The San Francisco Chronicle recently published an article in which it reported the astronomical profits the San Jose State Spartans made from specific football games in the past few years. In these 14 games, the Spartans made anywhere between $200,000 and $1.6 million from each affair, but their opponent has always won.
In collegiate sports, an underpowered Division I football team will sometimes accept money from more elite programs in order to get the opportunity to play against them. These are called “revenue games,” and they are vital in financing these smaller Division I programs.
Although revenue games are largely noncompetitive, with San Jose State’s 56-0 loss to the University of Texas at Austin last season being the epitome of this, they do help the school’s sports programs sustain themselves.
This self-sustaining aspect is essential in an era of college sports that has seen the cost of competition rise higher and higher every season.
Students often complain about how much money their institution is willing to dole out in athletic pursuits; revenue games are a solution to this complaint. These games make money for colleges in addition to the funds already coming out of student pockets. This would be at the expense of their school’s athletic success –– a trade-off that some developing programs would make in a heartbeat. For some schools that use this funding for other athletic programs, removal of these “money games” could mean the end of all their sports programs. A loss of sports would certainly be detrimental to any school in financial and cultural terms.
A common argument against revenue games characterizes them as being unfair to the players on the losing team; this idea has been refuted by players and coaches alike. In reality, collegiate players have often reported that they enjoy the challenge of playing against the best players and teams in the country and trying to pull off an amazing upset. Playing against bigger schools also lends a bigger audience to the smaller school’s athletes, through which they can gain recognition for their performances. Strong performances in revenue games could also potentially help small-school athletes achieve their goal of making it to the next level of their sport.
For coaches and staff, revenue games act as a chance to see what kind of season they can expect from their team –– especially if the game comes early in their schedule. If the team can hold their own against elite competition, it is probably a good sign for their chances of getting into a bowl game or playoffs at the end of the year.
Athletic directors can look at these games as situations in which their football program cannot be negatively impacted and can only stand to gain something. Their team is not expected to win, so if they do win, it creates excitement that would not have occurred otherwise. Even if they don’t win, the team still pockets the money and walks away with extra funding for their school.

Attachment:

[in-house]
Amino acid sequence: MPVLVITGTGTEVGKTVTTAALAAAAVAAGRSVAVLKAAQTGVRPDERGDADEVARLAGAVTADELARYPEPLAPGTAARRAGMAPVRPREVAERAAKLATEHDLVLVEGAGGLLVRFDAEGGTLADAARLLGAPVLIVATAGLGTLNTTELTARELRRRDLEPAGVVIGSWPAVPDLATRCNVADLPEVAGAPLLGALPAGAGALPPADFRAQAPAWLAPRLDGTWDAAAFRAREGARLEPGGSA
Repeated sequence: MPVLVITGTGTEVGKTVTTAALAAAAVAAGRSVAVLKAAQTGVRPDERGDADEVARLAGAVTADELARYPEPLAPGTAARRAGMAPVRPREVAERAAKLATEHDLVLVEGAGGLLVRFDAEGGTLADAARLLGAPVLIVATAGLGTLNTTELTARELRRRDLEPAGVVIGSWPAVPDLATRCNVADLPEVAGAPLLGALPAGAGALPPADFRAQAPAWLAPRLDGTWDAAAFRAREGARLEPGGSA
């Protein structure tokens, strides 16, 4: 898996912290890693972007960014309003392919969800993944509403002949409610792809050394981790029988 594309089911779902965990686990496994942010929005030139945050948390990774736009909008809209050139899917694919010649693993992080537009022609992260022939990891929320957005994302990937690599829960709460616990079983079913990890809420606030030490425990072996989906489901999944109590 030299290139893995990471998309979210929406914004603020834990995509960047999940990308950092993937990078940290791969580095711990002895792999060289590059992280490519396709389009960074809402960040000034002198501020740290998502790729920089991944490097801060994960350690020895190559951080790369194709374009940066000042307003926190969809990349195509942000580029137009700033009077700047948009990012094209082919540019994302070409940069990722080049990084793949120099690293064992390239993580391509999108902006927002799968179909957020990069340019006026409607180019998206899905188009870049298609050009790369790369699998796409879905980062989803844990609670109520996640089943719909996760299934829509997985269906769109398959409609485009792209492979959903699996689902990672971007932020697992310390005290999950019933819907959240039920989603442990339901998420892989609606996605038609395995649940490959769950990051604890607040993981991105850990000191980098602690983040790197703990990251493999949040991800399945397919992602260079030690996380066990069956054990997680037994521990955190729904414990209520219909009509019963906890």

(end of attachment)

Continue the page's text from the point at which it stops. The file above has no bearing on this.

Hypothetically, if USF was to still have a football team that played in revenue games, it would only serve to benefit the University and its budget. This year, San Jose State’s football team will make their school $1.525 million from revenue games. If USF had an extra $1.525 million at their disposal, it could mean more scholarships for student athletes, better facilities for athletes and regular students alike (such as an upgrade to Negoesco Stadium) and more money to be spent on the best coaches and staff to propel teams to higher levels of competition.
This is not to mention the cultural impact revenue games could have on school spirit at USF. Students are known to show up in greater numbers to games against higher-level competition with “big name” recognition. This effect would be amplified if it were applied to football, the most popular sport in the U.S. and one that college students are known to get fanatical about. A win against the odds for USF’s hypothetical football team could create a domino effect, sparking interest in the rest of the sports teams at the University, in turn generating even more profit and fanfare for the athletic department.
In the long-term, revenue games help a school improve their programs, both for the football team and the other teams at the respective university. Taking a bad loss in the present is a necessary evil to improve in the future. It is a business decision –– one that is more than justified when realizing that college athletics is a business at its core. Increasing revenue is the pathway to fielding a more competitive team in the long term. In this way, the very problem with revenue games can also be solved by the games themselves if given the time to spend the money proactively.
Revenue games may go against the competitive nature of sports, but these games represent an opportunity that simply has too many benefits to be passed up.